Occupancy Standards and Surcharges in Housing Discrimination
Protection from discrimination against families with children
On February 20, 1998, the Commission issued this Guidance Memorandum with the intention of ensuring equitable application of the Washington State Law Against Discrimination in the area of protection against discrimination toward families with children.
With passage of amendments to RCW 49.60 in 1993, landlords can no longer have a blanket prohibition to renting to families with children. The era of "adults only" housing is over. The Washington State Legislature provided an exemption for apartments or communities that qualify as "housing for older persons" in 1997. However, the great majority of housing opportunities remain open for families with children.
Since 1993 families have found that other landlord policies have in effect barred them from renting certain apartments or houses. Those policies are frequently called occupancy standards (limiting the number of people who can occupy a unit) and surcharges (fee in addition to an amount of rent based on the number of people who occupy a unit).
Currently, landlords can set reasonable occupancy standards that are based on business needs. If a complaint is filed, the Commission will look at many factors to determine if the occupancy standard violates RCW 49.60. The following is a list of some of the factors the Commission may consider. This list is not exhaustive, nor would an investigator necessarily consider each of these factors in every case. Rather, investigators review the specific circumstances of each complaint and the specific housing in question.
1. Is the occupancy standard or surcharge applied to the number of people occupying a unit or is it applied to the number of children occupying a unit?
2. Is there a history of "adults only" rules, segregation or prohibitions by the landlord?
3. Are there families with children in the apartment complex, community or other rental property under the control of the respondent?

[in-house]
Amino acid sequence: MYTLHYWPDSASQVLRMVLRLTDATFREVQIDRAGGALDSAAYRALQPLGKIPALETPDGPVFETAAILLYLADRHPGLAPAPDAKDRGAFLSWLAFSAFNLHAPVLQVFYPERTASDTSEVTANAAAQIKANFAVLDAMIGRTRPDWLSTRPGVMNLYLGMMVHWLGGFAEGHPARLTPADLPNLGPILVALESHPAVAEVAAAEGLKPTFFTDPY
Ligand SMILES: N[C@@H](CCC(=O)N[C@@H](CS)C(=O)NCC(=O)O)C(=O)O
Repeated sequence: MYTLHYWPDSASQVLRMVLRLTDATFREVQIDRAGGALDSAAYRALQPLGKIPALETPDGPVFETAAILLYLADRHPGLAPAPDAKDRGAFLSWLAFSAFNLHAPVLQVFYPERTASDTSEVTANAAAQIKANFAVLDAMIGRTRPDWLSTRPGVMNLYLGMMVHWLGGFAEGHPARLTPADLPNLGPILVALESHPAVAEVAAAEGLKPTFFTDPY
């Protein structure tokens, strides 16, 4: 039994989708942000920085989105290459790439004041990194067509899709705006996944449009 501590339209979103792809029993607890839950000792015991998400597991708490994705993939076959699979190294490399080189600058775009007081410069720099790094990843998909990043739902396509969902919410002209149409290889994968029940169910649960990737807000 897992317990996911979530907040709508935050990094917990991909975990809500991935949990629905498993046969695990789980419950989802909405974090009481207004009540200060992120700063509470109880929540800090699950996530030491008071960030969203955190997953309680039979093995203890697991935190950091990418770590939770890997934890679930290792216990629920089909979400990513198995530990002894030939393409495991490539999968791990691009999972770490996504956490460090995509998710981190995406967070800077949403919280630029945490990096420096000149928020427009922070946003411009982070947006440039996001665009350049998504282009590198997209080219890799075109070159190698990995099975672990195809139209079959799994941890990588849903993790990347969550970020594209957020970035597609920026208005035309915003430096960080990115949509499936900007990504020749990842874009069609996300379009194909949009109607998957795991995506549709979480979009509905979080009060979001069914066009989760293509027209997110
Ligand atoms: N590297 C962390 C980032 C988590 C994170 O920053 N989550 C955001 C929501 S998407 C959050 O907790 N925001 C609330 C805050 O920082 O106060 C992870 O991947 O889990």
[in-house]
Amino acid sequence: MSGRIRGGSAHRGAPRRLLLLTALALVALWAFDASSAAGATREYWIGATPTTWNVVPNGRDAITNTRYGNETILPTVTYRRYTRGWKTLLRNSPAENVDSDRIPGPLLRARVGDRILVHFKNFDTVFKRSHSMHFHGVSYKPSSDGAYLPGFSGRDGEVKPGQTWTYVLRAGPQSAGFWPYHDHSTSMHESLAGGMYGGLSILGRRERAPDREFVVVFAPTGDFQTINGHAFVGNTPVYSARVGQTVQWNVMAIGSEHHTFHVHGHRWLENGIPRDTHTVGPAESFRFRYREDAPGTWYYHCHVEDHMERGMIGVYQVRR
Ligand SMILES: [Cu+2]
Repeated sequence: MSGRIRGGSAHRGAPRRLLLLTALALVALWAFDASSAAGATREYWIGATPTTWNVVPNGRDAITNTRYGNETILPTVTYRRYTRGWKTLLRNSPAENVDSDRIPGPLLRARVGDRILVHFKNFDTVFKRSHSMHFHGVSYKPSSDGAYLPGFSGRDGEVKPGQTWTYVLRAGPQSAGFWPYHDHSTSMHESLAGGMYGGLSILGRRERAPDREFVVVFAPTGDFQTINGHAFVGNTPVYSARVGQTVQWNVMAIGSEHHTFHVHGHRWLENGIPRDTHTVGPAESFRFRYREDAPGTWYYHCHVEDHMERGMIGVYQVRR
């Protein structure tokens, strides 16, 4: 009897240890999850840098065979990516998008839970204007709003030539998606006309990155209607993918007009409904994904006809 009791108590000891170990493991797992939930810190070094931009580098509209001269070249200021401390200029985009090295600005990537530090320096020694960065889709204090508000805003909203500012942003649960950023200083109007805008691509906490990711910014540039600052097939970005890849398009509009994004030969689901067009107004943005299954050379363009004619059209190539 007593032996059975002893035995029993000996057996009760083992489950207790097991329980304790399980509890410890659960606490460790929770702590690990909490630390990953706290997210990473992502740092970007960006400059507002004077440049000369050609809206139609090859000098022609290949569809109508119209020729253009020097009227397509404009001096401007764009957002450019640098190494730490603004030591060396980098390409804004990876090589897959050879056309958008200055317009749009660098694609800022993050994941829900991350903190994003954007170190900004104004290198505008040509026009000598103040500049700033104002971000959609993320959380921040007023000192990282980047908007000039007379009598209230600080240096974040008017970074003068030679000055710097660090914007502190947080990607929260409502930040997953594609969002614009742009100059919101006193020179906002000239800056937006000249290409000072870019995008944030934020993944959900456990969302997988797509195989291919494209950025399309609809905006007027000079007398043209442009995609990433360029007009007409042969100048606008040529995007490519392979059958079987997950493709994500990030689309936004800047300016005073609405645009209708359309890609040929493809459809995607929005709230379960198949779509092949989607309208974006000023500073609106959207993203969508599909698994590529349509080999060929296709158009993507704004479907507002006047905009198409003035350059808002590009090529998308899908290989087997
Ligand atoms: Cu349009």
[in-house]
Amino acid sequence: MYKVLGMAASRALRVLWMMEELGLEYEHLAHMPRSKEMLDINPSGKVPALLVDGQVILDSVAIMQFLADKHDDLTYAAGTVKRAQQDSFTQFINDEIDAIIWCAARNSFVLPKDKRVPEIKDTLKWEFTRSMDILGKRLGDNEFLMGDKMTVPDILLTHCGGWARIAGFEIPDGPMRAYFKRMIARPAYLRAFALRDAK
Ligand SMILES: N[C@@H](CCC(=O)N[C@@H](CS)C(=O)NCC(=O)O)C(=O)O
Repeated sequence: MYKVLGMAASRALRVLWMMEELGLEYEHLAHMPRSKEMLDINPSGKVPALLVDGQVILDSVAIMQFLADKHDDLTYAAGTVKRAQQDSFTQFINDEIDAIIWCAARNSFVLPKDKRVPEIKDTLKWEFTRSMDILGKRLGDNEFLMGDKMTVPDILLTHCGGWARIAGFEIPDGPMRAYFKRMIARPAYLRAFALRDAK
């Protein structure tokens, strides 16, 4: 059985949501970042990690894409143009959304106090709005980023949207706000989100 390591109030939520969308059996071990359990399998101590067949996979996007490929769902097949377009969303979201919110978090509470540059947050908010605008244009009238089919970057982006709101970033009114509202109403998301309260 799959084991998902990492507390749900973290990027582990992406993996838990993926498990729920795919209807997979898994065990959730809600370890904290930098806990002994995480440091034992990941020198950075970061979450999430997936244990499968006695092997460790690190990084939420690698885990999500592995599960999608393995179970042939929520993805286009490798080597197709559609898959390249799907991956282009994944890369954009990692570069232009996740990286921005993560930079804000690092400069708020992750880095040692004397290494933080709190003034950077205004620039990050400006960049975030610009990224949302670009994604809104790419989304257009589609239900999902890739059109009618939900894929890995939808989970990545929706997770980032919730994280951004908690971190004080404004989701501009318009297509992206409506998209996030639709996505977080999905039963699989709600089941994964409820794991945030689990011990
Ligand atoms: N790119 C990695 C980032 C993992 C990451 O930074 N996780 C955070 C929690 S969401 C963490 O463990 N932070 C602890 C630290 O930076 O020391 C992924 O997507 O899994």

4. Is there evidence of rules directed at children that are not otherwise allowable due to safety concerns?
5. Is there any other information that supports or refutes the allegation that the occupancy standard or surcharge is being used in order to bar children from occupancy?
6. What business related factors has the landlord used to come to the occupancy standard or surcharge?
7. What are the local zoning or building occupancy limitations on the particular unit, house, apartment complex or community?
8. What is the size and configuration of the house or unit?
9. What is the size and configuration of the apartment complex or community?
10. Are there other structural or configuration elements which were considered?
11. Are utilities separately metered to each unit and the responsibility of the tenant?
12. Are utilities metered and paid by the landlord?
13. If so, how does the landlord recoup the cost of the utilities?
14. Does the landlord have evidence of actual increased use of utilities?
15. What is the percentage of families with children (and families with one, two, three, etc. children) in the local population (assuming that the local population comprises the pool of prospective tenants)?
16. What is the age and condition of the structure and its accompanying systems (electric, water, and sewer)?
17. Is on-street or off-street parking space a consideration? If so, how?
After gathering all the relevant information, the Commission must then determine whether the occupancy standard or surcharge violates RCW 49.60. Occupancy standards that are less than 2 persons per bedroom generally will raise a question of lawfulness. The justification for the limit will need to show that it is reasonable in light of one or more of the factors noted above.
Surcharges that are not related to increased costs generally will raise a question of lawfulness. The justification for the surcharge will need to show that it is reasonable in light of one or more of the factors noted above.
It is the intent of the Commission to protect the civil rights of families with children and also the intent of the Commission to assist landlords to make reasonable business decisions which are not in violation of the law. Each case presents a unique set of facts and the parties need the opportunity to present evidence that assists the Commission to administer the law.